Many modern tartans are simply created for their design appeal. Colours chosen are often meant to represent features or landscape colours. Synthetic aniline dyes are generally used today and these are often used to reproduce the colours derived originally from natural dye materials such as mosses and lichens and other plant or animal material. Tartan designs may also retain association with other existing clan or family tartans with minor variations. Many of the so called "clan" tartans are really just adaptions of the government sett which was itself based on a Campbell tartan used by Campbell militia which was that of a branch of Clan Campbell. Today the government sett is the basic Black Watch tartan. The truth is romanticism of the Scottish highlands and the tartans that were banned from use during the 30 odd year proscription period following 1745, introduced a rigidity in the "ownership" of many patterns. Many current tartans were re-invented after the specific thread counts and colours were lost.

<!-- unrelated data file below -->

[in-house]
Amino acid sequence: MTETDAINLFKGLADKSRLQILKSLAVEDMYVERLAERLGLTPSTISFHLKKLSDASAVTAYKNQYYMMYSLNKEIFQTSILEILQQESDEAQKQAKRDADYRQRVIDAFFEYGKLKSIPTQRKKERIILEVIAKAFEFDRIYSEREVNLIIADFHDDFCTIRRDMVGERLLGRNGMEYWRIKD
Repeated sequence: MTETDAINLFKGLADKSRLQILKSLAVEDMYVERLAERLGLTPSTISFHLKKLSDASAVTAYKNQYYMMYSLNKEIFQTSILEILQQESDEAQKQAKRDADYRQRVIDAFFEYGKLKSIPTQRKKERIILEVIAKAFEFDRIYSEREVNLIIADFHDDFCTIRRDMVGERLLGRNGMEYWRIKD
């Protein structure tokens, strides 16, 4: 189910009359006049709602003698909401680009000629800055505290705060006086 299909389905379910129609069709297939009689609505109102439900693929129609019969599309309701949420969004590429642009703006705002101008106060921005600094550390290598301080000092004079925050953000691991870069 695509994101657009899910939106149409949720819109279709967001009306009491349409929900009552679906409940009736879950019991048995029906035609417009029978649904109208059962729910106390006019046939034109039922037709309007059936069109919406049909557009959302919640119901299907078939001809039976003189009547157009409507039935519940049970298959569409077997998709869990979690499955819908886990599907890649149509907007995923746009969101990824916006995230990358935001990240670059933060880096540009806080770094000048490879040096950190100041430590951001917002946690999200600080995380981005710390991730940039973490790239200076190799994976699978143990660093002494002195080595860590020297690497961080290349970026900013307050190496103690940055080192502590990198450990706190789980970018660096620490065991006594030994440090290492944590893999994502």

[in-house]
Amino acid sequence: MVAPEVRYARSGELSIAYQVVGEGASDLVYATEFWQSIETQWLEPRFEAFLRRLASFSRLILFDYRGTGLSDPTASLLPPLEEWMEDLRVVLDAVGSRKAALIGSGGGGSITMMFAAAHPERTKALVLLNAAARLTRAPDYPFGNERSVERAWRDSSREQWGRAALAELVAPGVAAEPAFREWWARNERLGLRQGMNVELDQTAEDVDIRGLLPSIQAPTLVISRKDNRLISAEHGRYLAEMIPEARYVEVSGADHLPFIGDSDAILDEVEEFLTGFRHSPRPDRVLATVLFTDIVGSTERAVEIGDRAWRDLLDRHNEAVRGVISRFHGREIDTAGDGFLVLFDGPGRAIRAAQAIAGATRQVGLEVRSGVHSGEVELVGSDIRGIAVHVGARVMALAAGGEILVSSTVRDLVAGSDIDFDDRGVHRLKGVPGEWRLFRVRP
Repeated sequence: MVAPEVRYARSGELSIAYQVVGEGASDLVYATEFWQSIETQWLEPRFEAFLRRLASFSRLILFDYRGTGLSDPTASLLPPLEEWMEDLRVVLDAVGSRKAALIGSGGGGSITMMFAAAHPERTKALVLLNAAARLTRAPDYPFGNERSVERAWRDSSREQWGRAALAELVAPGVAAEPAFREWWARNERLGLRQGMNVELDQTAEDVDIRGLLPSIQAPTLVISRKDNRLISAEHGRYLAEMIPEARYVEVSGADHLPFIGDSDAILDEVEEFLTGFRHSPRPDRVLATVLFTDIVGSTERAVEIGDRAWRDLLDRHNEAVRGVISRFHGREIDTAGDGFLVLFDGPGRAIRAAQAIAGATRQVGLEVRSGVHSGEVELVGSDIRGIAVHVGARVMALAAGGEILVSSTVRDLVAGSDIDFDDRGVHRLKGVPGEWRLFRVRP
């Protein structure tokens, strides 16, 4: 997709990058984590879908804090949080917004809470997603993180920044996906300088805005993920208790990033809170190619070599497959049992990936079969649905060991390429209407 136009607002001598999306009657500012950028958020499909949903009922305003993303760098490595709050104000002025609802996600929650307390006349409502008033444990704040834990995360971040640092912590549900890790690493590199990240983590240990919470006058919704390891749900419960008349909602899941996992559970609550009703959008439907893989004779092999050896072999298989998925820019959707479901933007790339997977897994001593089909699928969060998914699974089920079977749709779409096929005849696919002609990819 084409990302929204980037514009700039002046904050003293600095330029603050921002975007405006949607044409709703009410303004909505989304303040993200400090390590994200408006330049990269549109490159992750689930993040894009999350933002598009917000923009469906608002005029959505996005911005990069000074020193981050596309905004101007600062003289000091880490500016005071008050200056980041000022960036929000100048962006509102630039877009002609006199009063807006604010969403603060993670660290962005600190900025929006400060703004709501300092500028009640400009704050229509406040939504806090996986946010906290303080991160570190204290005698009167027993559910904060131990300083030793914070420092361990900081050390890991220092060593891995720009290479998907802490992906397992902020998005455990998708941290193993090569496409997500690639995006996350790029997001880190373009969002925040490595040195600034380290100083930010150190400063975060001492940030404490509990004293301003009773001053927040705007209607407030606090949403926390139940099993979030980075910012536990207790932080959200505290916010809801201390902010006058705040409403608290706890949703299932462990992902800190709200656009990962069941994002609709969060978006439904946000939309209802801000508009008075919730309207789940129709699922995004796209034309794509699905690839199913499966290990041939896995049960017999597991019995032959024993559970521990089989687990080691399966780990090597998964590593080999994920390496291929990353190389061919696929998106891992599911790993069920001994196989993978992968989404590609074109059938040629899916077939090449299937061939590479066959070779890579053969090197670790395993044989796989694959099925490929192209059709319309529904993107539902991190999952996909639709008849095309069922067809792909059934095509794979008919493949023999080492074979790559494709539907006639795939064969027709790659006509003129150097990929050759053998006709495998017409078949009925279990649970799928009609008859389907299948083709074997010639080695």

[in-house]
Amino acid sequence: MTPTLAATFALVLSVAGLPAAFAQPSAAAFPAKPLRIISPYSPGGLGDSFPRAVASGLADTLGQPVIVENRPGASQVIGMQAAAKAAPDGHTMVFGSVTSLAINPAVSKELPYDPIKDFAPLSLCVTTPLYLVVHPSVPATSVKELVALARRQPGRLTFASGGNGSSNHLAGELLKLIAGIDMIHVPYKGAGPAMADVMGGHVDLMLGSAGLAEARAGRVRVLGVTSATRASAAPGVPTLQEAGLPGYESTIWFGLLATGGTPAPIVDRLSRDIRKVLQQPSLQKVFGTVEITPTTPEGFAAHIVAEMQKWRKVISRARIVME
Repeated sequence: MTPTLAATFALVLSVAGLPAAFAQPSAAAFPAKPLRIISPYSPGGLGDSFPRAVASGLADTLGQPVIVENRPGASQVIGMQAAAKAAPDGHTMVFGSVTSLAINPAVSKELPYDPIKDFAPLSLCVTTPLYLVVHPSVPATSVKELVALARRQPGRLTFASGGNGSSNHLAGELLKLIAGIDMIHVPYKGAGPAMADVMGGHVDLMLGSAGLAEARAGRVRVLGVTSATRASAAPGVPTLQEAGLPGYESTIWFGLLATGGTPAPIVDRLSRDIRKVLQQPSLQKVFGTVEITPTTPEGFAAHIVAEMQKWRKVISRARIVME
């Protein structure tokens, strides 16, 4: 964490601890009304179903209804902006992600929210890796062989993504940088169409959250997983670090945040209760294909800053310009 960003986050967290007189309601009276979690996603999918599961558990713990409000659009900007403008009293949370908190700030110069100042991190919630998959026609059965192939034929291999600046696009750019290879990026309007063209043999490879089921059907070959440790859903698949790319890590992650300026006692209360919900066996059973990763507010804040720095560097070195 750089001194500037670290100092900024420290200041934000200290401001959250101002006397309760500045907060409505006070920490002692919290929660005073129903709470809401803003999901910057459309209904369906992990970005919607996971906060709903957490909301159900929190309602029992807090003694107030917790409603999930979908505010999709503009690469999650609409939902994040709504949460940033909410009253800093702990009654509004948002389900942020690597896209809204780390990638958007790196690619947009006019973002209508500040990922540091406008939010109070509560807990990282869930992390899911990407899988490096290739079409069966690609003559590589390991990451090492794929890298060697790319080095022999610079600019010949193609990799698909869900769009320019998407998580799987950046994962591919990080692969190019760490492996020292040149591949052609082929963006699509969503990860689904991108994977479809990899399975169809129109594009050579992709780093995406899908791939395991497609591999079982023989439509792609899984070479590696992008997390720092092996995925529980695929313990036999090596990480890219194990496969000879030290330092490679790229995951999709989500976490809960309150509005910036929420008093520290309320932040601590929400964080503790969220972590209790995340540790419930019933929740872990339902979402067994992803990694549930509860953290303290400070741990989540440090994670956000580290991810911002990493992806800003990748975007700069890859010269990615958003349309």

However there may be much more to the layout of tartan that simply meets the eye. Western society has a modern obscession with fashion design. Though not total, this has resulted in the fundamental rejection of many traditional clothing and fabric designs. Thank goodness the Scottish and celtic tartan phenomenon has survived and is growing again. Anyway, the general daily use of non-traditional dress may have obscured a more deep seated symbolism in the basic functionality of the tartan patterns. We can read elsewhere where the different colours used in tartan often indicated rank, occupation, within the society of the day. This is quite a common feature in all societies at some time during their development and still applies in many societies that do not follow the western world's pre-occupation with fashion. Researchers are beginning to note that very ancient symbolism and relational perspectives, have been measured and incoporated into the layout of ancient buildings, monuments, stone circles and a huge number of other hitherto unfathomed landmarks and landforms.